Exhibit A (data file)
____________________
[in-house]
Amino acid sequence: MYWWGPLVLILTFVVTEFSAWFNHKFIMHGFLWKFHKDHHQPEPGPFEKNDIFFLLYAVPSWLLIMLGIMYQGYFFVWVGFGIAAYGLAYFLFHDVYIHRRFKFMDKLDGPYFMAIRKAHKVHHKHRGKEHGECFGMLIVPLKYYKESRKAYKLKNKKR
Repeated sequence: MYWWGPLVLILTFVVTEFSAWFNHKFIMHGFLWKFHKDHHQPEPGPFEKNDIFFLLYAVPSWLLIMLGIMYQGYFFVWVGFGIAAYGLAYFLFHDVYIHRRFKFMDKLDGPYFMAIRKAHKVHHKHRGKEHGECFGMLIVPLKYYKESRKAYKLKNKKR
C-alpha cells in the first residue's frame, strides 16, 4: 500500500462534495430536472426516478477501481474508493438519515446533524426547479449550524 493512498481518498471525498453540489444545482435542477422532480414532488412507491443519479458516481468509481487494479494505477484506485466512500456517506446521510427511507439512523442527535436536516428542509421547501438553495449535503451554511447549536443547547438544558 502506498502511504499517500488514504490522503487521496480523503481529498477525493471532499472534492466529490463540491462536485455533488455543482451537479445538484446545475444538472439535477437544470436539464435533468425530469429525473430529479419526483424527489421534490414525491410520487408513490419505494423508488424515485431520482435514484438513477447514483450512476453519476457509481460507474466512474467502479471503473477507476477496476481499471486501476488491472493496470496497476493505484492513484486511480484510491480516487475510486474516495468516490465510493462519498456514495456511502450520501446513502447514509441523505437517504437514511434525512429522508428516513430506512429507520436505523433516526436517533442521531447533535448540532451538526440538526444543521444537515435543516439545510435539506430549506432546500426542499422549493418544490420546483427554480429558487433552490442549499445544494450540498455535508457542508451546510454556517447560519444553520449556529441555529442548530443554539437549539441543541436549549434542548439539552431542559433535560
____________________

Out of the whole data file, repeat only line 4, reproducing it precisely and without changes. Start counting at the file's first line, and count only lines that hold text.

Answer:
C-alpha cells in the first residue's frame, strides 16, 4: 500500500462534495430536472426516478477501481474508493438519515446533524426547479449550524 493512498481518498471525498453540489444545482435542477422532480414532488412507491443519479458516481468509481487494479494505477484506485466512500456517506446521510427511507439512523442527535436536516428542509421547501438553495449535503451554511447549536443547547438544558 502506498502511504499517500488514504490522503487521496480523503481529498477525493471532499472534492466529490463540491462536485455533488455543482451537479445538484446545475444538472439535477437544470436539464435533468425530469429525473430529479419526483424527489421534490414525491410520487408513490419505494423508488424515485431520482435514484438513477447514483450512476453519476457509481460507474466512474467502479471503473477507476477496476481499471486501476488491472493496470496497476493505484492513484486511480484510491480516487475510486474516495468516490465510493462519498456514495456511502450520501446513502447514509441523505437517504437514511434525512429522508428516513430506512429507520436505523433516526436517533442521531447533535448540532451538526440538526444543521444537515435543516439545510435539506430549506432546500426542499422549493418544490420546483427554480429558487433552490442549499445544494450540498455535508457542508451546510454556517447560519444553520449556529441555529442548530443554539437549539441543541436549549434542548439539552431542559433535560